Responsive Practice Providing Health Care & Screenings to Individuals with Disabilities

The Responsive Practice training is online, on-demand, free for a limited time, and eligible for continuing education & continuing medical education credits. Responsive Practice enhances health care providers’ ability to deliver culturally competent, accessible care to people with intellectual, mobility, and other disabilities. Learning objectives:

  • Describe disparities in health experienced by people with disabilities compared to people without disabilities;
  • Recognize barriers to accessing health care & preventive services; and
  • Acquire strategies & approaches to provide disability-competent,responsive care.

Nurses

Southern NH AHEC is an Approved Provider of continuing nursing education by the Northeast Multistate Division (NE-MSD), an accredited approver of continuing nursing education by the American Nurses Credentialing Center’s Commission on Accreditation.

Physicians

Southern NH AHEC, accredited by the NH Medical Society, designates this live activity for a maximum of 1.0 AMA PRA Category 1 Credit(s). Physicians should claim only the credit commensurate with the extent of their participation in the activity.

1.0 contact hours. Activity Number: 1226

Responsive Practice Training Flyer 2018

Internet and cell phone usage patterns among young adults with intellectual disabilities

Source: JARID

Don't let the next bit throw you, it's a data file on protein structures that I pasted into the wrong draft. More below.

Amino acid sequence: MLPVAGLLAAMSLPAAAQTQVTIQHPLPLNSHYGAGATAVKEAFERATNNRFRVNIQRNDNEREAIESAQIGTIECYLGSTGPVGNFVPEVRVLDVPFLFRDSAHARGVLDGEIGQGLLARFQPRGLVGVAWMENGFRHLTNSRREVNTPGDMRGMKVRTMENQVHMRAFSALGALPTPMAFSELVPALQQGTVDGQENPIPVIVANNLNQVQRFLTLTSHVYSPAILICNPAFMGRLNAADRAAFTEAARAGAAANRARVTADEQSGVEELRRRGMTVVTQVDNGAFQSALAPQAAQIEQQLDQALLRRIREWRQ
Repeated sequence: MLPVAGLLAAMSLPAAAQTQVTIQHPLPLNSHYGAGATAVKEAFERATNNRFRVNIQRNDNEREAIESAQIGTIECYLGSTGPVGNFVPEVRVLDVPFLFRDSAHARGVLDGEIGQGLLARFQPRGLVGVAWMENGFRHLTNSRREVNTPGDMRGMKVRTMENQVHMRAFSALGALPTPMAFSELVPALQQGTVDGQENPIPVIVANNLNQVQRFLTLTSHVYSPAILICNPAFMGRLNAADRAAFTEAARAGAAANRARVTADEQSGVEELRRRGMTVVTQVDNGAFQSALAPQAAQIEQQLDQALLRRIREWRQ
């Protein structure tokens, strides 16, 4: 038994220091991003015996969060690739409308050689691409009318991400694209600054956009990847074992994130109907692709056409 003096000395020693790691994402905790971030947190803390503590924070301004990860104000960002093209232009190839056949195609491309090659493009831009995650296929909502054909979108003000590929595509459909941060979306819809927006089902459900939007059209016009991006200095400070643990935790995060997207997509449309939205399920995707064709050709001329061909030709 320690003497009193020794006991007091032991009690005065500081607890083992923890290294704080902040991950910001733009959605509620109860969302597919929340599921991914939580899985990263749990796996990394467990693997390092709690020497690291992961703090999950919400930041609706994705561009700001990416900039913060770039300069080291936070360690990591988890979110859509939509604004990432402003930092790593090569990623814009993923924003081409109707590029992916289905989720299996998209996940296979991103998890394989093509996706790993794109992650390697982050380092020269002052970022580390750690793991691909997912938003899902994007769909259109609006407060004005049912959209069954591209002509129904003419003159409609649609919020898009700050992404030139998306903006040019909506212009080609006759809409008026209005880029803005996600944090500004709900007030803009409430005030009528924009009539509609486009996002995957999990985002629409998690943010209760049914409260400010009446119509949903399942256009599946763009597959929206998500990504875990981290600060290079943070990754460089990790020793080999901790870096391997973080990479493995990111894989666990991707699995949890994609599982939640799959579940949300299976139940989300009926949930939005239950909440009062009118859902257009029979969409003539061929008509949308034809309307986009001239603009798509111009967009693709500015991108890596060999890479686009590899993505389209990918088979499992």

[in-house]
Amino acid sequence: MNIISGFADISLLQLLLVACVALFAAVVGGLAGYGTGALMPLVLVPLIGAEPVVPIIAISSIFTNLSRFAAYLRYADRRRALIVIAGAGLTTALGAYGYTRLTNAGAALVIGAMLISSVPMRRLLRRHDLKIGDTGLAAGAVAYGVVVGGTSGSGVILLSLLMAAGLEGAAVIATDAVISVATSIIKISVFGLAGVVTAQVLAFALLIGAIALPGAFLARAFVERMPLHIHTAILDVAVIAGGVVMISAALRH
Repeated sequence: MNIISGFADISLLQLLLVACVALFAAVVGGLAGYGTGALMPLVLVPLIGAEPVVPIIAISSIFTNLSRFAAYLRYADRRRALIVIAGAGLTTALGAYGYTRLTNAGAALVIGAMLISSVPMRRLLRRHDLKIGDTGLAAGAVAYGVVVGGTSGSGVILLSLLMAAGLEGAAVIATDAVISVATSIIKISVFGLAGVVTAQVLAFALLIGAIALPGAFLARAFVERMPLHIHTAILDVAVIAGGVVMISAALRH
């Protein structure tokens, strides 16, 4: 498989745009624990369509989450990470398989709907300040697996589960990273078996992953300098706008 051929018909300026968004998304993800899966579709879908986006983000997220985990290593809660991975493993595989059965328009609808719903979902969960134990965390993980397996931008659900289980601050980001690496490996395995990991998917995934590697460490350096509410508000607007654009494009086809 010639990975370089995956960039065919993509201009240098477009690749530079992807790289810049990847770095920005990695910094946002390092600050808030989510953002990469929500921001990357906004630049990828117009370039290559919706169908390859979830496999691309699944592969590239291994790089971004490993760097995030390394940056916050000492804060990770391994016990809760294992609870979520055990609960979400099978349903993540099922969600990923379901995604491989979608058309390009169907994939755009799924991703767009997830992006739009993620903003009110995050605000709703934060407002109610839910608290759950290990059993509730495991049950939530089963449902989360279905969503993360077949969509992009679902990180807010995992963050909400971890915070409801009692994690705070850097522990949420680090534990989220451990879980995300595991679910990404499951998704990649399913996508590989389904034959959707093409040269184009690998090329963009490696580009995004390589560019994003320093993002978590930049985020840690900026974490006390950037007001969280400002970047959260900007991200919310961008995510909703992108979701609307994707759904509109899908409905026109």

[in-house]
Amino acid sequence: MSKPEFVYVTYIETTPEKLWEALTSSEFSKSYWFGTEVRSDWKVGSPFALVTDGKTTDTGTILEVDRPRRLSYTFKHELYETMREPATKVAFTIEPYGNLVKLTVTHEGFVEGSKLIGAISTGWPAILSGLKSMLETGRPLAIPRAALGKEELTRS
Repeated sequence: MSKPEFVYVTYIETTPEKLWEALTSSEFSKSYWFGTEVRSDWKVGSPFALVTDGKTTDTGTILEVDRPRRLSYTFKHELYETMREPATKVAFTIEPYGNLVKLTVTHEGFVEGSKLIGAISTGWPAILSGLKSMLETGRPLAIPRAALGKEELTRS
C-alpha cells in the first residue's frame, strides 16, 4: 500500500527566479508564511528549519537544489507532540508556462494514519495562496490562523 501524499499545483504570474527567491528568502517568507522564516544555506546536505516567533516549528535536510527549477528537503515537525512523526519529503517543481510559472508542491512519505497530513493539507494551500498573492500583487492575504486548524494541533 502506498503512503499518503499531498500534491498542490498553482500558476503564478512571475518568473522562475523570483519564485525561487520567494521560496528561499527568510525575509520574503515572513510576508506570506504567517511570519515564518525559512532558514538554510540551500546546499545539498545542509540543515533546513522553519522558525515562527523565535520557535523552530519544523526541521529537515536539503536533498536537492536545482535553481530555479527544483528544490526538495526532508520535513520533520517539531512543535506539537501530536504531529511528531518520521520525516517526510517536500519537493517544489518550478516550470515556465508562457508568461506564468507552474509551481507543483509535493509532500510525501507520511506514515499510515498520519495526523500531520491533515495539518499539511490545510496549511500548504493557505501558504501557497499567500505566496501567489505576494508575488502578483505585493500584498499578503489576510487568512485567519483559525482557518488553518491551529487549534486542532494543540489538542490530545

Authors Cristina Jenaro, Noelia Flores, Maribel Cruz, Ma Carmen Pérez, Vanessa Vega, Víctor A Torres

First published: 24 July 2017

Abstract

Background

The risks and opportunities associated with the use of technologies are of growing research interest. Patterns of technology usage illuminate these opportunities and risks. However, no studies have assessed the usage patterns (frequency, duration, and intensity) and related factors in young people with intellectual disabilities.

Methods

Questionnaires on Internet and cell phone usage patterns, the Internet Over-Use Scale and the Cell-Phone Over-Use Scale, as well as the Beck Depression Inventory were filled out in one-on-one interviews of 216 youth with intellectual disabilities.

Results

Young people with disabilities make more social and recreational rather than educational use of these tools, and show higher rates of excessive use of both technologies than a comparison group of 410 young people without disabilities. Also, their overuse is associated with other unhealthy behaviors.

Conclusion

The framework of support needs of people with disabilities should be considered to promote healthy Internet and cell phone use.